"I don't think the trade is going anywhere, it's right there," George said. "But it's kind of messed up how all fingers are pointing at me. I'm the bad guy now holding things up, but I'll be that."
George dismissed speculation that he refused the deal because he doesn't want to play for the struggling Nets.
"You never know what is going to happen, but he likes Dallas," Bartelstein said. "He's on a championship contender. To leave that and give up his Bird rights is a big deal."
By all accounts, the deal was in the late stages of completion Wednesday evening. Kidd, dressed in street clothes as the Nets played at Toronto, spoke to reporters about the Nets in the past tense, but he acknowledged the deal, at least temporarily, had frayed.
"Hopefully I'll be a piece of the puzzle to help [the Mavs] win," Kidd said. "That's all I can do. Until it's official, until I hear from [Mavs owner Mark] Cuban or an official from the Mavericks, I'm a Net until otherwise told."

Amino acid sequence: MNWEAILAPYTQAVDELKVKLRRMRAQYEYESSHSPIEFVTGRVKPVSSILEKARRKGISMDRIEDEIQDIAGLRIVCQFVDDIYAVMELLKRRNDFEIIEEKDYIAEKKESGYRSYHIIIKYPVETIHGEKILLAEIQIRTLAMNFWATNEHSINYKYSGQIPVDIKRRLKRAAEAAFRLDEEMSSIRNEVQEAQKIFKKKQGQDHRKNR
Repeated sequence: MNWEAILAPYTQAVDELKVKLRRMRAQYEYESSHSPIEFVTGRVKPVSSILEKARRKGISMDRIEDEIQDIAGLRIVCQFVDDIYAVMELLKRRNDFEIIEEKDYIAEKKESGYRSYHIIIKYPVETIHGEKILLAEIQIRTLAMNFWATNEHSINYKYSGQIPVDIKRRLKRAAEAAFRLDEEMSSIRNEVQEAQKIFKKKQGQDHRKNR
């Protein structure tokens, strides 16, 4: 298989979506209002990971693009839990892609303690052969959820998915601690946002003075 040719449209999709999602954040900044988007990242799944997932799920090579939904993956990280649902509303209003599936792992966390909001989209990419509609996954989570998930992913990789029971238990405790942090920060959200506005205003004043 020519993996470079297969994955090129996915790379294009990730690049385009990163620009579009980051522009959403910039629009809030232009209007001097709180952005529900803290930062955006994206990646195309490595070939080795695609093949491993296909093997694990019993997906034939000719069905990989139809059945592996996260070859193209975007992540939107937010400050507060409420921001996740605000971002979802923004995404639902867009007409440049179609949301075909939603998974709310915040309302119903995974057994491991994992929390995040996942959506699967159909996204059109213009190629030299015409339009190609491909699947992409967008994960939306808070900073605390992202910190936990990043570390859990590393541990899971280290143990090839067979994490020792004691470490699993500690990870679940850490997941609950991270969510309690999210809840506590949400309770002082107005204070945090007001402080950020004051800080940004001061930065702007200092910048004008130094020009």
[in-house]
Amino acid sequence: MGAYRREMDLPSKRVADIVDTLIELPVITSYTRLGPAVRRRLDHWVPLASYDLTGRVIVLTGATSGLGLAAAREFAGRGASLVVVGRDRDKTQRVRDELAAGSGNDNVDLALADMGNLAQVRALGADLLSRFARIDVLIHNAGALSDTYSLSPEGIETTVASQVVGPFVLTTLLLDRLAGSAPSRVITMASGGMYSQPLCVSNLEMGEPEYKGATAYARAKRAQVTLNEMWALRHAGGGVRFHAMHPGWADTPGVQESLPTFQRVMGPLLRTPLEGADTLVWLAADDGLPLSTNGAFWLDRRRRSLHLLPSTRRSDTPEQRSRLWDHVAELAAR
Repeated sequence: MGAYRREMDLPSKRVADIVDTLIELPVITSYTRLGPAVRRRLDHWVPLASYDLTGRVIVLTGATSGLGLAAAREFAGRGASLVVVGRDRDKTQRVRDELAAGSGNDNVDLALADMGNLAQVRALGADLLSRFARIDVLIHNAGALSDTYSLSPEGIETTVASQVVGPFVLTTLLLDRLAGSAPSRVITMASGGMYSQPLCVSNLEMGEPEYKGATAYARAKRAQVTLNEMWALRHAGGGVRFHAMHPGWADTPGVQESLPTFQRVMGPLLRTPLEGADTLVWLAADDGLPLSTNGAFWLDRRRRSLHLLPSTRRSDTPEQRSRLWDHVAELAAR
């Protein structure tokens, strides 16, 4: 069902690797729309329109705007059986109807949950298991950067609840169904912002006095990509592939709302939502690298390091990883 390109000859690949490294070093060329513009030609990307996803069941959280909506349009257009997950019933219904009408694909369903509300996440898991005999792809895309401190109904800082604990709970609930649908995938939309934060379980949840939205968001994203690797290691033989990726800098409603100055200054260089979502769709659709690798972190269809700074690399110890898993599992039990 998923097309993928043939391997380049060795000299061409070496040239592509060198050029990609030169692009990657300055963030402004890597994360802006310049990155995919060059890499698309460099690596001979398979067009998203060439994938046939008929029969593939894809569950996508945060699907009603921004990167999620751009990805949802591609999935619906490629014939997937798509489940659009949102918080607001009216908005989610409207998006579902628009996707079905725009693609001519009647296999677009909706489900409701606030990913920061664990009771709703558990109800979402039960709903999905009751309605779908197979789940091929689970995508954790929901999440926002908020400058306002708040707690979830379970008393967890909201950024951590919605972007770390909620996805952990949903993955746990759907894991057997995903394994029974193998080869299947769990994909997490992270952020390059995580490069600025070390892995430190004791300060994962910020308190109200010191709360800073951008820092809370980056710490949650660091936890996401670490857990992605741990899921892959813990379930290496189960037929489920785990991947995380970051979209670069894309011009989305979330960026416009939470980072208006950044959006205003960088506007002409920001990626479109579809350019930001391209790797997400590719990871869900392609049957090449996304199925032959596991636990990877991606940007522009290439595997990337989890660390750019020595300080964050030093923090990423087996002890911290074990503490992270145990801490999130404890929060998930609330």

Cuban seemed agitated just before the start of the Mavs' game when asked if the deal was going through. He quickly said, "I don't think so," before heading into his courtside suite.
"In reality both sides try to do what's best for them," George said. "I try to do what's best for me. My agent looks out for me and the Mavericks obviously want to look out for their organization."
Two weeks ago, George complained about his lack of playing time and said he'd prefer to be traded if he was not going to be a part of Johnson's rotation.
Since then, George has logged about 20 minutes a game and produced while Stackhouse has been out with a hamstring injury. He played 33 minutes against Portland and was praised by Johnson as being a true professional.
"Two weeks ago, he was open to it [a trade]," the league source said. "Now, for whatever reason, he's not. The chance to showcase himself is all there for him in New Jersey. I think he just needs time to digest everything.
"The unfortunate part," the source said, "is it's holding everything up. Hopefully, cooler heads prevail."